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I'm looking for an adjective that describes the fact that a ship is sailing at sea. Much as "afoot" describes a person being in the state of walking. I was hoping "asail" would be a word, but can't find it from Google.

The word would replace the square brackets in the following example:

In Plato's ship of state metaphor, a ship is [sailing at sea], helmed by a captain ...

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    asea: at sea merriam-webster.com/dictionary/a-sea The word also means 'seaward'.
    – Kris
    Jun 5, 2014 at 10:56
  • Oh okay, that's probably even better than afloat :).
    – Lou
    Jun 5, 2014 at 10:57
  • Afloat does not have to be on the sea, it could be in the bath tub even.
    – Kris
    Jun 5, 2014 at 11:01
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    ... But alake/ acanal / areservoir / abathtub are sadly not available. Jun 5, 2014 at 11:10
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    @EdwinAshworth ELL is for people who are learning or teaching English as a foreign language. In Lou's bio, they state they're a SE user from England and, therefore, they're very likely a native speaker. So this question isn't a good candidate for ELL. It's also almost ten years old with 7 answers here. May 4 at 22:52

7 Answers 7

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You are looking for afloat:

  1. floating
  2. out at sea
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  • Oh, silly me, I know that word; I don't know why I didn't think of it. You and Elian gave the same answer, I'll accept yours simply because you answered about 9 seconds quicker :P.
    – Lou
    Jun 5, 2014 at 10:44
  • Well aware, cheers. It wouldn't let me click it until a certain period of time had elapsed - I only found out now that there was a grace period.
    – Lou
    Jun 5, 2014 at 10:55
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    +1 and much better than adrift.
    – bib
    Jun 5, 2014 at 11:10
  • The vessel is at sea, not out at sea, really. And floating and afloat? Hmm, not really. A ship can be afloat and not at all at sea or out at sea.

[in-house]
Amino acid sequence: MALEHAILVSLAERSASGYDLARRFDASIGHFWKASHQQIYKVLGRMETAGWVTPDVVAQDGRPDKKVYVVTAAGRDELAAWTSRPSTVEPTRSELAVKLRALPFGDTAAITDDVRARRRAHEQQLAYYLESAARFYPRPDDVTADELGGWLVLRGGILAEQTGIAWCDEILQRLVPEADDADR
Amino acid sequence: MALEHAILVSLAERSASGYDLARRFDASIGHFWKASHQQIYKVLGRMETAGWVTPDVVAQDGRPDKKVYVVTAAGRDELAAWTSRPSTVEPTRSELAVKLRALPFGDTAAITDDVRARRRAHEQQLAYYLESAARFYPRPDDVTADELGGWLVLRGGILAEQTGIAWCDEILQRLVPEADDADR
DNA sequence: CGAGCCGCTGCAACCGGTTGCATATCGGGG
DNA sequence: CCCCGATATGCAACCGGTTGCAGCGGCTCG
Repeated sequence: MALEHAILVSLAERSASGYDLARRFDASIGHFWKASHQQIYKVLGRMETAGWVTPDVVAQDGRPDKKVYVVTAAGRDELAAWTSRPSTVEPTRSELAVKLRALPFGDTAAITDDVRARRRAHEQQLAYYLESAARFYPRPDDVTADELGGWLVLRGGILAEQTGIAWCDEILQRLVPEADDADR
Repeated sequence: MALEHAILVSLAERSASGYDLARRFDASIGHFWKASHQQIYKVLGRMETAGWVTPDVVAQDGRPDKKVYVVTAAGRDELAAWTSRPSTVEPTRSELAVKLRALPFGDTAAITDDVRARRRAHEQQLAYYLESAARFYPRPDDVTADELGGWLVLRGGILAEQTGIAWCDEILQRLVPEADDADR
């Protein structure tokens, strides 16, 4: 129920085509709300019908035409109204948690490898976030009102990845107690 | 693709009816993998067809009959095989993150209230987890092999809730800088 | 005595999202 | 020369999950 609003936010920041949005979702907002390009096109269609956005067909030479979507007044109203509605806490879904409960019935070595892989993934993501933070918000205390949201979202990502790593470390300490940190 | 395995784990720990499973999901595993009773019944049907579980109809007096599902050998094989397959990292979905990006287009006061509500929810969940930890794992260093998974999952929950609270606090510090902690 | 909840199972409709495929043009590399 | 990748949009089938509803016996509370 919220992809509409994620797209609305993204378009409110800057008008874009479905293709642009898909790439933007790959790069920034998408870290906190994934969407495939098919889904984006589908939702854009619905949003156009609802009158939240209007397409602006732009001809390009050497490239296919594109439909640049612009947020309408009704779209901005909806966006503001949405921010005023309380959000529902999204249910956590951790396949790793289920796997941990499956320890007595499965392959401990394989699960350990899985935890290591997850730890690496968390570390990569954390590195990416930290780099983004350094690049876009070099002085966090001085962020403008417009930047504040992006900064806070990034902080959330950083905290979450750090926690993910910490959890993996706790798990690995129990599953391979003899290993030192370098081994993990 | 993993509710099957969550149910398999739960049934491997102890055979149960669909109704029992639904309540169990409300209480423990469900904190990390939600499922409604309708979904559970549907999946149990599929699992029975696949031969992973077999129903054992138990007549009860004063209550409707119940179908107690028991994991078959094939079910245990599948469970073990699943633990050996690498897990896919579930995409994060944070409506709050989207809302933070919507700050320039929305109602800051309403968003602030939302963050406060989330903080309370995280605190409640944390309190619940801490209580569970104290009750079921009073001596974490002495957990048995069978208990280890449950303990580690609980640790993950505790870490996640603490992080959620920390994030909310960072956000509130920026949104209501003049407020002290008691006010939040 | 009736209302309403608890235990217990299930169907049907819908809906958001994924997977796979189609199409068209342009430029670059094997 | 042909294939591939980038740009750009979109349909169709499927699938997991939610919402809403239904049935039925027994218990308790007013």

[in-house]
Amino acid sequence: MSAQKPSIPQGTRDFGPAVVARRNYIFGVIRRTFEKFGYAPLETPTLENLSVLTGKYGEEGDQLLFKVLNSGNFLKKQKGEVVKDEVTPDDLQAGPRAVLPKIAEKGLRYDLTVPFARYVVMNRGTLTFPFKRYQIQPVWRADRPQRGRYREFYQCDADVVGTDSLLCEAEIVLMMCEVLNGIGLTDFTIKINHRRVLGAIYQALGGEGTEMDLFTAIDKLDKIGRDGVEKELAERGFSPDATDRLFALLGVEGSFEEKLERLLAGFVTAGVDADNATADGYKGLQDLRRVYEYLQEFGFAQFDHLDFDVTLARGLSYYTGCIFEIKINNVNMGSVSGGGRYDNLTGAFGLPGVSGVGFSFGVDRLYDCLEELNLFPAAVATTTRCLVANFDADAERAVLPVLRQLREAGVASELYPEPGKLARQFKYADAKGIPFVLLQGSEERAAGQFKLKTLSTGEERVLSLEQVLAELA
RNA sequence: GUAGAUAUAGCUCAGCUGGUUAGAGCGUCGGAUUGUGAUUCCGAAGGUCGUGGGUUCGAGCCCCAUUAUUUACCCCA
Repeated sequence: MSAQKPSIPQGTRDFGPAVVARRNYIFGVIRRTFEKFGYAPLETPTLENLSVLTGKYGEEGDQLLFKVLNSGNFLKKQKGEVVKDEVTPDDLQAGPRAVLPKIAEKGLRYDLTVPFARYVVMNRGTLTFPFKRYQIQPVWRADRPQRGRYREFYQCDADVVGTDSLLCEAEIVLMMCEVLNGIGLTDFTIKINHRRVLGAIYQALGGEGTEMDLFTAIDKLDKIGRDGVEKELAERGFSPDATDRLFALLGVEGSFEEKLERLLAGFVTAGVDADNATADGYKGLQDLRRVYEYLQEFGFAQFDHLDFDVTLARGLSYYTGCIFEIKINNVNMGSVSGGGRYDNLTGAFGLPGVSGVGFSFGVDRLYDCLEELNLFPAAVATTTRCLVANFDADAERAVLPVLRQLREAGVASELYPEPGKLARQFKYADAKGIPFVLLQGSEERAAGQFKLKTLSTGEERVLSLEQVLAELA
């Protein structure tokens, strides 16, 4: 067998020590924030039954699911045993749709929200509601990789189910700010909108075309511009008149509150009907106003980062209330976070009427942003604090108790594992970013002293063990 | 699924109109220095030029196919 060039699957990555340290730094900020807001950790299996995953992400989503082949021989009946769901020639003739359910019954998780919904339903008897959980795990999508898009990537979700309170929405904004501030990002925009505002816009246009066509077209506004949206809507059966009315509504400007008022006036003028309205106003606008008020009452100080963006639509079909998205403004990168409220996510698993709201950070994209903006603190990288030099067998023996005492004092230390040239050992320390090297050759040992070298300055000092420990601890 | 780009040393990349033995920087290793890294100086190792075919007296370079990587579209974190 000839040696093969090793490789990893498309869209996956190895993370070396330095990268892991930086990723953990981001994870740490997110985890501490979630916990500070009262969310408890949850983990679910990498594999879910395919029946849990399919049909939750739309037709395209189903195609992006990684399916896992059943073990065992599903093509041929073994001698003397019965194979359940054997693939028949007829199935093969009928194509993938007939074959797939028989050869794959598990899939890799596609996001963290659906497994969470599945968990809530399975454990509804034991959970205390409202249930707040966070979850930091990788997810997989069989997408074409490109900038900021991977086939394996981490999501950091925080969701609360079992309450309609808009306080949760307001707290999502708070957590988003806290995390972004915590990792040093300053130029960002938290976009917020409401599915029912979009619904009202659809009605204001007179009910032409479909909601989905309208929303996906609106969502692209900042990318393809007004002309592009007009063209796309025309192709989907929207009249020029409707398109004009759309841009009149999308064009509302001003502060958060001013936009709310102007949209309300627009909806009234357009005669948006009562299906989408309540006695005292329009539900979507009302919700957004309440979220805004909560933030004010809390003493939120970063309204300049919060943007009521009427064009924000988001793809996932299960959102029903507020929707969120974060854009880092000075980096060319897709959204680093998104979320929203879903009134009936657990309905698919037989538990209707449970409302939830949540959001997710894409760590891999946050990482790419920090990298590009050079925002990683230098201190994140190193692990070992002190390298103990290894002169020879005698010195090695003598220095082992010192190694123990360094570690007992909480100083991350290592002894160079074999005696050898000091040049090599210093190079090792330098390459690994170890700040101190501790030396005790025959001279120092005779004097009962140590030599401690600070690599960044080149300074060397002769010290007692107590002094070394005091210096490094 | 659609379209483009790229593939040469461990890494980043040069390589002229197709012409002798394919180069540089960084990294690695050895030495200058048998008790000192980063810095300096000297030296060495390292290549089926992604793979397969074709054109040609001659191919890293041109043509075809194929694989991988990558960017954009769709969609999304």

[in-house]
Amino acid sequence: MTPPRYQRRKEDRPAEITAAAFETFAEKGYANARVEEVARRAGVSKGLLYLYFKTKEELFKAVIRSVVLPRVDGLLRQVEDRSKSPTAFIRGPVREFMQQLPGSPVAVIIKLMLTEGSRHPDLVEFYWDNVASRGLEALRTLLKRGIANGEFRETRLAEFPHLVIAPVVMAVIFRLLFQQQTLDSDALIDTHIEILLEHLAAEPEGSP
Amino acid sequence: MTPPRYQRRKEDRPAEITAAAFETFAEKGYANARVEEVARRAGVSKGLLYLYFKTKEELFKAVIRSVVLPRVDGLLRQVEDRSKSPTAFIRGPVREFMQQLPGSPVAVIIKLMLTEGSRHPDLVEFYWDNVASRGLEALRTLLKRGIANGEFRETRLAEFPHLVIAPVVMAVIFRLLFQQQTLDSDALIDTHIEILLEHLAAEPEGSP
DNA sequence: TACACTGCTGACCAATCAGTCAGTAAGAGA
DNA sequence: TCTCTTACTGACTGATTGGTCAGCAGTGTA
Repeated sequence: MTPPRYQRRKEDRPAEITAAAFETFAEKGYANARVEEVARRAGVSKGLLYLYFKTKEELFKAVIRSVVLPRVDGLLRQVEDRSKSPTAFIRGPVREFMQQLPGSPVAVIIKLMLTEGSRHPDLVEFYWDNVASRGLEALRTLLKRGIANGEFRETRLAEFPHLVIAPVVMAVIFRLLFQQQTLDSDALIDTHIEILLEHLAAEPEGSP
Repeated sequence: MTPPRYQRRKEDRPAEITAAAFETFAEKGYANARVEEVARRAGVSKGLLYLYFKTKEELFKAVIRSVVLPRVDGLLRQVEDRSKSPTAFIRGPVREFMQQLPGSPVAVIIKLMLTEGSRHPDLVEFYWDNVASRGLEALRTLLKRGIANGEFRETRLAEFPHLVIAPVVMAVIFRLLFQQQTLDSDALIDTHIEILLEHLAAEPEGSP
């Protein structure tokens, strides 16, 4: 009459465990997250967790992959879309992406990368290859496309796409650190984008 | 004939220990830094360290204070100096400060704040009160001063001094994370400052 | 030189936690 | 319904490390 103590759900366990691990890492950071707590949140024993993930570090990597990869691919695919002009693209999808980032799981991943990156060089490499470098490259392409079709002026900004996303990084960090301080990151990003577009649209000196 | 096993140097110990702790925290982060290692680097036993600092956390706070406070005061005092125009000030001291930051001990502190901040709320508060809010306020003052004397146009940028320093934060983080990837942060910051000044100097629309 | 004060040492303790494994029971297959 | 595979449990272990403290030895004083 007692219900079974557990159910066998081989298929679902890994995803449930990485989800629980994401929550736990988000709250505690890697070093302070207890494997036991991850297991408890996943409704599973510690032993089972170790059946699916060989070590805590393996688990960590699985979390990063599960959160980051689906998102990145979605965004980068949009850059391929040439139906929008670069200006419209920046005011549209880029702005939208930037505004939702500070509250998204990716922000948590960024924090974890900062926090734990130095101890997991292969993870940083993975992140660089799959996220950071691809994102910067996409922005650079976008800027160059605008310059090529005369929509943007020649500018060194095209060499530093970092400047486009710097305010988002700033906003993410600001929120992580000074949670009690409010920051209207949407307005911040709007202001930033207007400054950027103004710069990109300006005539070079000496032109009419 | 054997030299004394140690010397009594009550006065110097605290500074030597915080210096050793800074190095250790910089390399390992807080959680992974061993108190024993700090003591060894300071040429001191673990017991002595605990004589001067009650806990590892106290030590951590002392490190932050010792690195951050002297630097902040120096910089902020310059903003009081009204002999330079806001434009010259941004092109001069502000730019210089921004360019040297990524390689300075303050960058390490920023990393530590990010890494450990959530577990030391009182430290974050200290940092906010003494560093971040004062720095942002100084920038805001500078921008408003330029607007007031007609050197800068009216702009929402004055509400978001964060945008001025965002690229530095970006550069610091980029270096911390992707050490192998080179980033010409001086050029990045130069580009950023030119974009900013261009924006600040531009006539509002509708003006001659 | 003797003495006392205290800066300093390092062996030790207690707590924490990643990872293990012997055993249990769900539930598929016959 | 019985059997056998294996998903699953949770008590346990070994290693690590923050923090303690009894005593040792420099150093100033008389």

– Lambie
    May 27, 2020 at 18:14
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“Afloat,” though, all too conspicuously lacks any connotation of purposeful motion. The nautical term you seek is, I believe, “underway”:

a. Naut. Of a vessel: under way; having begun to move through the water. [OED]

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  • Well, indicating motion isn't necessarily important for Plato's ship of state metaphor: the captain is a deaf idiot with no idea how to sail; the crew no better; it's a miracle they're even afloat, let alone underway :). Still, +1 for another good word.
    – Lou
    Jun 5, 2014 at 11:05
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Another alternative would be simply at sea: "In Plato's ship of state metaphor, a ship is at sea, helmed by a captain . . ."

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  • "asea" is just a contraction of "at sea".
    – Hot Licks
    Nov 11, 2019 at 19:48
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seaborne: transported or traveling by sea

Per M-W:

1 : borne over or on the sea >
a seaborne invasion

2 : carried on by oversea
shipping seaborne trade

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What comes to mind is afloat.

In Plato's ship of state metaphor, a ship is afloat, helmed by a captain ...

afloat: floating on water; being at sea

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I submit for everyone's approval, remove the word "is" and use the phrase, "while under sail".

a ship while under sail, helmed by a captain ...

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It it common to say "on duty" but that changes the metaphore.

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